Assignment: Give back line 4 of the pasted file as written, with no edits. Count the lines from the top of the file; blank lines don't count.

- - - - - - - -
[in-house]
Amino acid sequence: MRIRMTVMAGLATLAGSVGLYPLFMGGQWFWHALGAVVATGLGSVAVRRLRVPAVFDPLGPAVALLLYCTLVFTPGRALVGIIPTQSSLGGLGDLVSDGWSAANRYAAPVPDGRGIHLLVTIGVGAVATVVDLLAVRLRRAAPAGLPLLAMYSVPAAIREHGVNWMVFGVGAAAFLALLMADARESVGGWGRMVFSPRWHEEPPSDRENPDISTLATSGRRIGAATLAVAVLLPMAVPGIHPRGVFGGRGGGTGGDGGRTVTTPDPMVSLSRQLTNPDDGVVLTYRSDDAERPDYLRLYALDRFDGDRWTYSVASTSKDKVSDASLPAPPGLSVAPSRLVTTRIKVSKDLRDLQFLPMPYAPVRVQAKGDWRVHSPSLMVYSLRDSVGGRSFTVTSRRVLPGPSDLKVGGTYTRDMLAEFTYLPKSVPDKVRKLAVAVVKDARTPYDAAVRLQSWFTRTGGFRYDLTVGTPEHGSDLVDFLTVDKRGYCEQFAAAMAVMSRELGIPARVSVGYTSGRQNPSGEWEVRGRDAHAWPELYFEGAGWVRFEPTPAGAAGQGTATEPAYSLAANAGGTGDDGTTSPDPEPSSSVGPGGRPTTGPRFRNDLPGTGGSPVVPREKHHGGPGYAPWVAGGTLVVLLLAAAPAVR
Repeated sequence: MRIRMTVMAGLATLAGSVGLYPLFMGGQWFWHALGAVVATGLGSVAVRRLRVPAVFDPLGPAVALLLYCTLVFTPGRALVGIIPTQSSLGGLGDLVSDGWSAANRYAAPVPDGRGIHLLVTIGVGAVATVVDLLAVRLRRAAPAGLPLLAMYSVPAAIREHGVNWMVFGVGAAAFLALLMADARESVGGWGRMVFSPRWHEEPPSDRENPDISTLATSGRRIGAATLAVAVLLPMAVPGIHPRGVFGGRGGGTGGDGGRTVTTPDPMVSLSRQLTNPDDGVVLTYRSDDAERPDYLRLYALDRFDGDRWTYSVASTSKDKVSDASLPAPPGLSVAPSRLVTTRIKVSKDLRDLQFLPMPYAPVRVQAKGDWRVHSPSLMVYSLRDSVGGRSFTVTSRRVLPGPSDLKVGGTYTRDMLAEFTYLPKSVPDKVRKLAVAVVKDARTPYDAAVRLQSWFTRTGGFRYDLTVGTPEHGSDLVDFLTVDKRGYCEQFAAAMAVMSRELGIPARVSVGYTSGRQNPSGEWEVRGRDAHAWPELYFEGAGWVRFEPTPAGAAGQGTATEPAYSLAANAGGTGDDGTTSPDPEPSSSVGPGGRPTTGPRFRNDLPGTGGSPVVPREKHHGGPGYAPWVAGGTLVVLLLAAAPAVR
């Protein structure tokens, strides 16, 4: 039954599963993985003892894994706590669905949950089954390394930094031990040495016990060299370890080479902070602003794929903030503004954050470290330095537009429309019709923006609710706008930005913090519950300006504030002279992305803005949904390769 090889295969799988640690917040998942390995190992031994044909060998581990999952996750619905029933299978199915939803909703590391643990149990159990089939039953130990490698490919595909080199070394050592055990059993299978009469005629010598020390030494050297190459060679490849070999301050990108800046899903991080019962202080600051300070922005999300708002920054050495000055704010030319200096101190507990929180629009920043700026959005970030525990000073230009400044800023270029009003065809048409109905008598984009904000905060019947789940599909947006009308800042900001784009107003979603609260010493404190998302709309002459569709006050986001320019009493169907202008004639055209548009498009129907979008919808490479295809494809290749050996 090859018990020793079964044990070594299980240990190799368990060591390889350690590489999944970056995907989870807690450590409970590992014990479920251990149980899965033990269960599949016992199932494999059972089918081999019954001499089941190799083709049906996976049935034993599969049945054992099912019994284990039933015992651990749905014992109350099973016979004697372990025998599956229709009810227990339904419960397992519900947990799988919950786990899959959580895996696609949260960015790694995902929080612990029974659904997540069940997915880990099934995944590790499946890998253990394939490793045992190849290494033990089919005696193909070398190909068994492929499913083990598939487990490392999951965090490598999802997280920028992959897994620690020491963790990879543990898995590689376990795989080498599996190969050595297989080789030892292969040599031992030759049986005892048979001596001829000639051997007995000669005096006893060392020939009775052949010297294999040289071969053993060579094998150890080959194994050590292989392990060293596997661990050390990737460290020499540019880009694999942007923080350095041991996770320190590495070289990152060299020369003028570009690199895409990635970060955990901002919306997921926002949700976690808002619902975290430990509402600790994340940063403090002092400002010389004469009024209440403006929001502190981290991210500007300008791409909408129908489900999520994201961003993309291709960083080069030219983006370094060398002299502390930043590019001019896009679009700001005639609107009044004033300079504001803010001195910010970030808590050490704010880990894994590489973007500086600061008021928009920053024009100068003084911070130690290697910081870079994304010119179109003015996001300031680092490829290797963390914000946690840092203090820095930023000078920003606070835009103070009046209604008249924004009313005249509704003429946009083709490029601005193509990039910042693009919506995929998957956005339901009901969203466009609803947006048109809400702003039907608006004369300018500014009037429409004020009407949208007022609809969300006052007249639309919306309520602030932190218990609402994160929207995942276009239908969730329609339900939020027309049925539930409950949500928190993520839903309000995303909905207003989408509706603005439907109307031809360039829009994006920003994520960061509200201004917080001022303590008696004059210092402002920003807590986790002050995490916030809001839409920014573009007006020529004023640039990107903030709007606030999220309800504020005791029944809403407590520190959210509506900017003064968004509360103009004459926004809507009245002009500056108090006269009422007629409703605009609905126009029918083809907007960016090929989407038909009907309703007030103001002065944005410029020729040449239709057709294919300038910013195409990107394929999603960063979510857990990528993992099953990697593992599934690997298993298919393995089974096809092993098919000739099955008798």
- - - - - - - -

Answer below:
């Protein structure tokens, strides 16, 4: 039954599963993985003892894994706590669905949950089954390394930094031990040495016990060299370890080479902070602003794929903030503004954050470290330095537009429309019709923006609710706008930005913090519950300006504030002279992305803005949904390769 090889295969799988640690917040998942390995190992031994044909060998581990999952996750619905029933299978199915939803909703590391643990149990159990089939039953130990490698490919595909080199070394050592055990059993299978009469005629010598020390030494050297190459060679490849070999301050990108800046899903991080019962202080600051300070922005999300708002920054050495000055704010030319200096101190507990929180629009920043700026959005970030525990000073230009400044800023270029009003065809048409109905008598984009904000905060019947789940599909947006009308800042900001784009107003979603609260010493404190998302709309002459569709006050986001320019009493169907202008004639055209548009498009129907979008919808490479295809494809290749050996 090859018990020793079964044990070594299980240990190799368990060591390889350690590489999944970056995907989870807690450590409970590992014990479920251990149980899965033990269960599949016992199932494999059972089918081999019954001499089941190799083709049906996976049935034993599969049945054992099912019994284990039933015992651990749905014992109350099973016979004697372990025998599956229709009810227990339904419960397992519900947990799988919950786990899959959580895996696609949260960015790694995902929080612990029974659904997540069940997915880990099934995944590790499946890998253990394939490793045992190849290494033990089919005696193909070398190909068994492929499913083990598939487990490392999951965090490598999802997280920028992959897994620690020491963790990879543990898995590689376990795989080498599996190969050595297989080789030892292969040599031992030759049986005892048979001596001829000639051997007995000669005096006893060392020939009775052949010297294999040289071969053993060579094998150890080959194994050590292989392990060293596997661990050390990737460290020499540019880009694999942007923080350095041991996770320190590495070289990152060299020369003028570009690199895409990635970060955990901002919306997921926002949700976690808002619902975290430990509402600790994340940063403090002092400002010389004469009024209440403006929001502190981290991210500007300008791409909408129908489900999520994201961003993309291709960083080069030219983006370094060398002299502390930043590019001019896009679009700001005639609107009044004033300079504001803010001195910010970030808590050490704010880990894994590489973007500086600061008021928009920053024009100068003084911070130690290697910081870079994304010119179109003015996001300031680092490829290797963390914000946690840092203090820095930023000078920003606070835009103070009046209604008249924004009313005249509704003429946009083709490029601005193509990039910042693009919506995929998957956005339901009901969203466009609803947006048109809400702003039907608006004369300018500014009037429409004020009407949208007022609809969300006052007249639309919306309520602030932190218990609402994160929207995942276009239908969730329609339900939020027309049925539930409950949500928190993520839903309000995303909905207003989408509706603005439907109307031809360039829009994006920003994520960061509200201004917080001022303590008696004059210092402002920003807590986790002050995490916030809001839409920014573009007006020529004023640039990107903030709007606030999220309800504020005791029944809403407590520190959210509506900017003064968004509360103009004459926004809507009245002009500056108090006269009422007629409703605009609905126009029918083809907007960016090929989407038909009907309703007030103001002065944005410029020729040449239709057709294919300038910013195409990107394929999603960063979510857990990528993992099953990697593992599934690997298993298919393995089974096809092993098919000739099955008798």